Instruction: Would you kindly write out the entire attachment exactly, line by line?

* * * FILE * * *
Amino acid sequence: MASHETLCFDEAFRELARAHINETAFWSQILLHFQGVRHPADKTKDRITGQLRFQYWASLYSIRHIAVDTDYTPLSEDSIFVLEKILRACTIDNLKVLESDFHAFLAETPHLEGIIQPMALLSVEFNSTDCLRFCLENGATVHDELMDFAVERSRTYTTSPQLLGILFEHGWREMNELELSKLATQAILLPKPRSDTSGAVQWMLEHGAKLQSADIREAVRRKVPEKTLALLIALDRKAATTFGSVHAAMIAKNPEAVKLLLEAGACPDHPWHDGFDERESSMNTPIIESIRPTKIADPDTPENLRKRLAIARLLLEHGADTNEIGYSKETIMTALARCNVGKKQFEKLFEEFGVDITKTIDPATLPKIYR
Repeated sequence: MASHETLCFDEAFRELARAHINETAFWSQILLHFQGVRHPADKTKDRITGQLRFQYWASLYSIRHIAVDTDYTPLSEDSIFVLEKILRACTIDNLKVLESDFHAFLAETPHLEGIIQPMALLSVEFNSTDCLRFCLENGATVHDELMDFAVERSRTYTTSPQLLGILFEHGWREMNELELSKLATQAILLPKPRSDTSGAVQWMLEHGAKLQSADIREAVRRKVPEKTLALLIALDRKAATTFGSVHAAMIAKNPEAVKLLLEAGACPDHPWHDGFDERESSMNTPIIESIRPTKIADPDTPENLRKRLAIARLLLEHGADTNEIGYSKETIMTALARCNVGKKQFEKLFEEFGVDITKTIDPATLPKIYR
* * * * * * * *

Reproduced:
Amino acid sequence: MASHETLCFDEAFRELARAHINETAFWSQILLHFQGVRHPADKTKDRITGQLRFQYWASLYSIRHIAVDTDYTPLSEDSIFVLEKILRACTIDNLKVLESDFHAFLAETPHLEGIIQPMALLSVEFNSTDCLRFCLENGATVHDELMDFAVERSRTYTTSPQLLGILFEHGWREMNELELSKLATQAILLPKPRSDTSGAVQWMLEHGAKLQSADIREAVRRKVPEKTLALLIALDRKAATTFGSVHAAMIAKNPEAVKLLLEAGACPDHPWHDGFDERESSMNTPIIESIRPTKIADPDTPENLRKRLAIARLLLEHGADTNEIGYSKETIMTALARCNVGKKQFEKLFEEFGVDITKTIDPATLPKIYR
Repeated sequence: MASHETLCFDEAFRELARAHINETAFWSQILLHFQGVRHPADKTKDRITGQLRFQYWASLYSIRHIAVDTDYTPLSEDSIFVLEKILRACTIDNLKVLESDFHAFLAETPHLEGIIQPMALLSVEFNSTDCLRFCLENGATVHDELMDFAVERSRTYTTSPQLLGILFEHGWREMNELELSKLATQAILLPKPRSDTSGAVQWMLEHGAKLQSADIREAVRRKVPEKTLALLIALDRKAATTFGSVHAAMIAKNPEAVKLLLEAGACPDHPWHDGFDERESSMNTPIIESIRPTKIADPDTPENLRKRLAIARLLLEHGADTNEIGYSKETIMTALARCNVGKKQFEKLFEEFGVDITKTIDPATLPKIYR